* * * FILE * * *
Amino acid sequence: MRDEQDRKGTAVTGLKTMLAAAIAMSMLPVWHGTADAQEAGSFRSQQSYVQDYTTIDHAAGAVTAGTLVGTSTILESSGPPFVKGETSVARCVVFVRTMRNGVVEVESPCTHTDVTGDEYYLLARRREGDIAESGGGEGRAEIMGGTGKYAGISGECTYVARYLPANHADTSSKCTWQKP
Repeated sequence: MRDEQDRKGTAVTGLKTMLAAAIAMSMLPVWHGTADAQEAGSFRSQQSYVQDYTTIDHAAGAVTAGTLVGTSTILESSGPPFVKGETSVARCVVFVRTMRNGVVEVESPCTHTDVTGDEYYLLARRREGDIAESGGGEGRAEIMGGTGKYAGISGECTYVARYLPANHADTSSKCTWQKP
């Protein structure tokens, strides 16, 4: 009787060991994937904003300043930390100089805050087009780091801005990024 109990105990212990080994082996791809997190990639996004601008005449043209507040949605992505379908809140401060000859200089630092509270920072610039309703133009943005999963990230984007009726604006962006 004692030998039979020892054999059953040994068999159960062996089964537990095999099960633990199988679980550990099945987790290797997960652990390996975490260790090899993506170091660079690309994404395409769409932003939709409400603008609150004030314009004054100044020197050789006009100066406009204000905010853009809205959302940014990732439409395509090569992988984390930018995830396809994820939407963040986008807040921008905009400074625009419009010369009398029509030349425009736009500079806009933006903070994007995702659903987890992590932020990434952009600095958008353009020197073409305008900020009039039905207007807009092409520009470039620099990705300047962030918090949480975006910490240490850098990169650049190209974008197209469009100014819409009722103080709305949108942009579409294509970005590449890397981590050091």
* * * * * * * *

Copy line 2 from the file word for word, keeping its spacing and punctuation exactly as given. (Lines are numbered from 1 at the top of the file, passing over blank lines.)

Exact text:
Repeated sequence: MRDEQDRKGTAVTGLKTMLAAAIAMSMLPVWHGTADAQEAGSFRSQQSYVQDYTTIDHAAGAVTAGTLVGTSTILESSGPPFVKGETSVARCVVFVRTMRNGVVEVESPCTHTDVTGDEYYLLARRREGDIAESGGGEGRAEIMGGTGKYAGISGECTYVARYLPANHADTSSKCTWQKP